Sometimes it is advantageous to put your grow operation in an out of the way place such as a basement or cellar. While the location might be good, you have to ask yourself a few questions about the environment local to your plants. Is it too hot or too cold? Cannabis is of tropical origin, so most places you put your crop at can be very warm. The cold, though, can really mess up the metabolic rate of your plants. What does temperature have to do with lighting, you ask? Read on.
The mercury vapor lamp is a great addition to any cannabis grower’s arsenal of tools. It emits a visibly blue light, which is great for the foliage growth stage. The greatest advantage that the mercury vapor lamp brings to the table is simply heat. That’s right. Lots of light and lots of heat. So much heat, in fact, that if you were to use a mercury vapor lamp to grow your whole crop within a room temperature environment the plants would die of heat stroke within a few hours.
We’ve all seen set lights in the movies or on TV. You might have also noticed that those people who are under those lamps are sweating profusely. This is because the lamps being used are mercury vapor lights and they emit lots of heat.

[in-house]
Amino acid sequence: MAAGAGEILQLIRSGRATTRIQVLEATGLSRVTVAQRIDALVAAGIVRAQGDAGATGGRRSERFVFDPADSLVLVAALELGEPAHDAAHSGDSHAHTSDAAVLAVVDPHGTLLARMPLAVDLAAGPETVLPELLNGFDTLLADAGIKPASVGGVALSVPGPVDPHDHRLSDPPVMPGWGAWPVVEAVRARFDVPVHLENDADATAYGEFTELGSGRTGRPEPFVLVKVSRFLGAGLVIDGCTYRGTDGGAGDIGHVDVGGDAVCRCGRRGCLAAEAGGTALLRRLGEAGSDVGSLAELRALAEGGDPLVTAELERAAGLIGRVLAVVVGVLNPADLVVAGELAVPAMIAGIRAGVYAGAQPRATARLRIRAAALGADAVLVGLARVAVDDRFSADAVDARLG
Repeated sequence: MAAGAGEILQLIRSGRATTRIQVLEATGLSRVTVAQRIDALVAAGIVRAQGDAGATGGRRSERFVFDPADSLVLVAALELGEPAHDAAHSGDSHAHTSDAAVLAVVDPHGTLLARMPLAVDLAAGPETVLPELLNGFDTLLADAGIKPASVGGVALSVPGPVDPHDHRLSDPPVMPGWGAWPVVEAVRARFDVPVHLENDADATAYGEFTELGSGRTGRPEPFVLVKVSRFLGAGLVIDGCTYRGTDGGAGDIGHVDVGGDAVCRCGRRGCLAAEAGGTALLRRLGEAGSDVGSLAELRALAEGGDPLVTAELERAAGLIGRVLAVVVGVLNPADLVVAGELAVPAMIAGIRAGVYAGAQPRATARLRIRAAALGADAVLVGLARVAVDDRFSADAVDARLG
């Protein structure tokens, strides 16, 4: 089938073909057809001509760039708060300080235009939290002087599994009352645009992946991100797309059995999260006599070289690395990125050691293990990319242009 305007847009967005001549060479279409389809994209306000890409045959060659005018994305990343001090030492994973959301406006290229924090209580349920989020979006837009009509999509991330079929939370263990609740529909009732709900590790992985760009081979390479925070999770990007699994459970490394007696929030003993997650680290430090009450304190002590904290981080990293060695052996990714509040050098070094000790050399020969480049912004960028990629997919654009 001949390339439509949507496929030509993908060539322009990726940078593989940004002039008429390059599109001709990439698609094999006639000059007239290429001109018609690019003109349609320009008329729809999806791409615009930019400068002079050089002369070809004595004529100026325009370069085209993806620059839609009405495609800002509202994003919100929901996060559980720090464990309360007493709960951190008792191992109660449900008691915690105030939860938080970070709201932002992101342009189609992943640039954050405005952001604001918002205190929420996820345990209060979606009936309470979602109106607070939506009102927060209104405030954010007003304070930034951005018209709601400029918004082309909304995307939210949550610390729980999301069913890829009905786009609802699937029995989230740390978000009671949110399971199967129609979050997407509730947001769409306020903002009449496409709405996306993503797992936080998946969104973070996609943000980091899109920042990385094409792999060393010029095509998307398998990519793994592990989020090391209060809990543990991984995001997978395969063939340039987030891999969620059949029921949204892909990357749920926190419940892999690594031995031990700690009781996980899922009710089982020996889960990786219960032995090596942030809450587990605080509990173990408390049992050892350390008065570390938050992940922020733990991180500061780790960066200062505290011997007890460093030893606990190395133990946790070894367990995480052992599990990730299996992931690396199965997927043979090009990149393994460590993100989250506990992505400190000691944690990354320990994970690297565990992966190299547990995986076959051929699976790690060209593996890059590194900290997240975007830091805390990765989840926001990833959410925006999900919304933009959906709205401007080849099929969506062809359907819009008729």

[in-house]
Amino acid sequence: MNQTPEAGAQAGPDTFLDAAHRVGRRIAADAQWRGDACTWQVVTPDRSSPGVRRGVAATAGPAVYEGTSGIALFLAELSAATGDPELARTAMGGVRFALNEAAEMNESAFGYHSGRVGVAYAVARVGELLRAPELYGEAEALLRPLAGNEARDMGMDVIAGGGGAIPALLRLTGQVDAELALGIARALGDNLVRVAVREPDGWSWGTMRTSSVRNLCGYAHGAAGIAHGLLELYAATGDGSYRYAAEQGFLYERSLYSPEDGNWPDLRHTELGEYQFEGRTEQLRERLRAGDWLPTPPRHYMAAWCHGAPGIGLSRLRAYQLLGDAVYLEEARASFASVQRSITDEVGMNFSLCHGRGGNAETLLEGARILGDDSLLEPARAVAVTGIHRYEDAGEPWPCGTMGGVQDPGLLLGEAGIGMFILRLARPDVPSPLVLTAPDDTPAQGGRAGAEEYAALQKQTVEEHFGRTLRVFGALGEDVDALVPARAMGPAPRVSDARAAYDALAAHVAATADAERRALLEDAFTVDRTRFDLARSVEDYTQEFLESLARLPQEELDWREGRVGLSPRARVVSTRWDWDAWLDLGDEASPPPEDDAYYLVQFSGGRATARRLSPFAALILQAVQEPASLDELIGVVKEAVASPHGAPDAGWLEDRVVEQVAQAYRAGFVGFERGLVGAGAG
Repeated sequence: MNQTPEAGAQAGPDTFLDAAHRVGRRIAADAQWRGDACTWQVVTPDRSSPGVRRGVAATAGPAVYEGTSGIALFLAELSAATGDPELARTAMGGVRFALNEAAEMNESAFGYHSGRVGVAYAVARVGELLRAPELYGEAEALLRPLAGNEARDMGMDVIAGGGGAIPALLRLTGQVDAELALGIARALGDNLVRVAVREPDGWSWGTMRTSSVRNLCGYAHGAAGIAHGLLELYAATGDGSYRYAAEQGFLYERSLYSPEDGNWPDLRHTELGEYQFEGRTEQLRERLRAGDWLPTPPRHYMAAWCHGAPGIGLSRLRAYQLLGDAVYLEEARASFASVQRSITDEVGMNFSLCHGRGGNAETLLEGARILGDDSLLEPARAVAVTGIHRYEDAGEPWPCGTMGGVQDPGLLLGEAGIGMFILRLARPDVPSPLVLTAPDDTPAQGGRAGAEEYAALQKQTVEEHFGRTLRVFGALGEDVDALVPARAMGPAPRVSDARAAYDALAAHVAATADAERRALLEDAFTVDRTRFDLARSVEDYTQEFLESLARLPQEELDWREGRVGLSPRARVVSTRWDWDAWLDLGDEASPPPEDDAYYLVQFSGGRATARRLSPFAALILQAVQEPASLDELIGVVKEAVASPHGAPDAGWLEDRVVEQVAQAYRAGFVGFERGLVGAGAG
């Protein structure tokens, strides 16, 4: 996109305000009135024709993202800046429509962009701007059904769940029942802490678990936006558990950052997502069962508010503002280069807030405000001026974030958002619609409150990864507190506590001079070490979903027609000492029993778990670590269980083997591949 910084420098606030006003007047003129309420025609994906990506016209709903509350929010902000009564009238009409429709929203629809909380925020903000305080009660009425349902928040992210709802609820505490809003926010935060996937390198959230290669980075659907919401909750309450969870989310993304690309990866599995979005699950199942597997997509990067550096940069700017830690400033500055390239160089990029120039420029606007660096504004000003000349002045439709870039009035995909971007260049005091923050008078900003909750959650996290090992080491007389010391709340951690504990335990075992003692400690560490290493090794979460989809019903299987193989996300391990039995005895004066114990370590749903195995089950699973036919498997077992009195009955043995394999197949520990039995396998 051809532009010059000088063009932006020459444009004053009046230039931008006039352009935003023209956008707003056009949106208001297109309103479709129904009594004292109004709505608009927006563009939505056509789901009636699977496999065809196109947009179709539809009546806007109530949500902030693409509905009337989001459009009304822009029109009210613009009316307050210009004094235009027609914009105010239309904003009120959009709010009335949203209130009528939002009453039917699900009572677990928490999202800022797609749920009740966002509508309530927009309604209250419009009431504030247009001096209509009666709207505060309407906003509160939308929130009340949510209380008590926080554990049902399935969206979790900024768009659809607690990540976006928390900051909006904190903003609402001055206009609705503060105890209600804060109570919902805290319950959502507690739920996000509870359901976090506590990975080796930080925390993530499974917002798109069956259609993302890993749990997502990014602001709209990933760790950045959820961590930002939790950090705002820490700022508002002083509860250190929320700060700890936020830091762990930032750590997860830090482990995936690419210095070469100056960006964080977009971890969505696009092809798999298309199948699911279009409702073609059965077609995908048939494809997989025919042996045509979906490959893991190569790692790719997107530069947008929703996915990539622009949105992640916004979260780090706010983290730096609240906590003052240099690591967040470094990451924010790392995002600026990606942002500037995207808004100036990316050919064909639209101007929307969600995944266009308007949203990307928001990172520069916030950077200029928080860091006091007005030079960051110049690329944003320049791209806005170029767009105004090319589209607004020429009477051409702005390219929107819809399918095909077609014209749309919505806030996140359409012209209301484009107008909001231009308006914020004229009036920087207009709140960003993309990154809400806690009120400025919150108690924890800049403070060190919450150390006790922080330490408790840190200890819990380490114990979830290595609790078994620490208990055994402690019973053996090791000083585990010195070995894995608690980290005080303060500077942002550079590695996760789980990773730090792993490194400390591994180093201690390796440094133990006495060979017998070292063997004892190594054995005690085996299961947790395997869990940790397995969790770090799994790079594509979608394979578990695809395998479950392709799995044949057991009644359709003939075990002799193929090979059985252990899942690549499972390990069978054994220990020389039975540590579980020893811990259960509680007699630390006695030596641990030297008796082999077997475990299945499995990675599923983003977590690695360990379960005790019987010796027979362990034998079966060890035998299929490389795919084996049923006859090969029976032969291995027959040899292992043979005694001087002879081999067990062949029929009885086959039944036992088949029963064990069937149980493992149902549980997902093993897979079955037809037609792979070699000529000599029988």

The mercury vapor lamp is used when the grow area is cold. You can use more than one to add more light and more importantly more heat to the growing area. You would use these lamps much the same way as you use any other high intensity discharge lamp. Because they do emit lots of heat they have to be further away from the plants so as to not scald them.
Another consideration is the metabolic rate that the plants are operating at. A normal temperature of 22 to 24 degrees Celsius is the best for cannabis. If the plants get too cold they’ll begin to shut down and will refuse to grow at the rate you might be used to. If the temperature lowers during the night the plant will take up a quick sip of nutrients from the root and stop growing. After the lights come back on the plant will awake after it warms up. This usually takes a couple of hours.